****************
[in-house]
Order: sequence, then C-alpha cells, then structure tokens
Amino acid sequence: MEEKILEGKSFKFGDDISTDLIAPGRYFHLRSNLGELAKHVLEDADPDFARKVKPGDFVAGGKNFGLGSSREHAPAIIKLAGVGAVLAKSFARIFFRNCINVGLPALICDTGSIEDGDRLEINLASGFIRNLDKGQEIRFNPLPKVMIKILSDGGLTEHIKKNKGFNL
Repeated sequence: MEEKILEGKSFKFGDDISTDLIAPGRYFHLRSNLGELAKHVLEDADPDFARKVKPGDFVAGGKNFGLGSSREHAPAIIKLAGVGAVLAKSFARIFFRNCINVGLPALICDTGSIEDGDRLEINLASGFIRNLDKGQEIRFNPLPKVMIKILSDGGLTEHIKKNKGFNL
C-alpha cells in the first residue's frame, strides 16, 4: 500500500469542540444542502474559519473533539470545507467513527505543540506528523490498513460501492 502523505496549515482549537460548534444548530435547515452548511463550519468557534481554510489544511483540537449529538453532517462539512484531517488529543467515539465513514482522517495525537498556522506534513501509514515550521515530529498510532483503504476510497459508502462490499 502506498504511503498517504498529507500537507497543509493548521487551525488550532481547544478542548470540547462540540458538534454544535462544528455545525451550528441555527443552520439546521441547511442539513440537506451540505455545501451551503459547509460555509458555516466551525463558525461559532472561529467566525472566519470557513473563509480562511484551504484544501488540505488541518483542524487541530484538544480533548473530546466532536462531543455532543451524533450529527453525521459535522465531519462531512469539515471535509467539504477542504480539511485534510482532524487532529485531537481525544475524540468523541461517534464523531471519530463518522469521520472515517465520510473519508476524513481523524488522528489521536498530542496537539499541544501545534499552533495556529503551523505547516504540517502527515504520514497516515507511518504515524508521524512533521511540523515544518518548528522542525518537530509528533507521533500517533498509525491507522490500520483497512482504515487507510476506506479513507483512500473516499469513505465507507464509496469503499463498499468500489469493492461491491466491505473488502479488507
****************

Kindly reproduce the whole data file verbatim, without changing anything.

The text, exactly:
[in-house]
Order: sequence, then C-alpha cells, then structure tokens
Amino acid sequence: MEEKILEGKSFKFGDDISTDLIAPGRYFHLRSNLGELAKHVLEDADPDFARKVKPGDFVAGGKNFGLGSSREHAPAIIKLAGVGAVLAKSFARIFFRNCINVGLPALICDTGSIEDGDRLEINLASGFIRNLDKGQEIRFNPLPKVMIKILSDGGLTEHIKKNKGFNL
Repeated sequence: MEEKILEGKSFKFGDDISTDLIAPGRYFHLRSNLGELAKHVLEDADPDFARKVKPGDFVAGGKNFGLGSSREHAPAIIKLAGVGAVLAKSFARIFFRNCINVGLPALICDTGSIEDGDRLEINLASGFIRNLDKGQEIRFNPLPKVMIKILSDGGLTEHIKKNKGFNL
C-alpha cells in the first residue's frame, strides 16, 4: 500500500469542540444542502474559519473533539470545507467513527505543540506528523490498513460501492 502523505496549515482549537460548534444548530435547515452548511463550519468557534481554510489544511483540537449529538453532517462539512484531517488529543467515539465513514482522517495525537498556522506534513501509514515550521515530529498510532483503504476510497459508502462490499 502506498504511503498517504498529507500537507497543509493548521487551525488550532481547544478542548470540547462540540458538534454544535462544528455545525451550528441555527443552520439546521441547511442539513440537506451540505455545501451551503459547509460555509458555516466551525463558525461559532472561529467566525472566519470557513473563509480562511484551504484544501488540505488541518483542524487541530484538544480533548473530546466532536462531543455532543451524533450529527453525521459535522465531519462531512469539515471535509467539504477542504480539511485534510482532524487532529485531537481525544475524540468523541461517534464523531471519530463518522469521520472515517465520510473519508476524513481523524488522528489521536498530542496537539499541544501545534499552533495556529503551523505547516504540517502527515504520514497516515507511518504515524508521524512533521511540523515544518518548528522542525518537530509528533507521533500517533498509525491507522490500520483497512482504515487507510476506506479513507483512500473516499469513505465507507464509496469503499463498499468500489469493492461491491466491505473488502479488507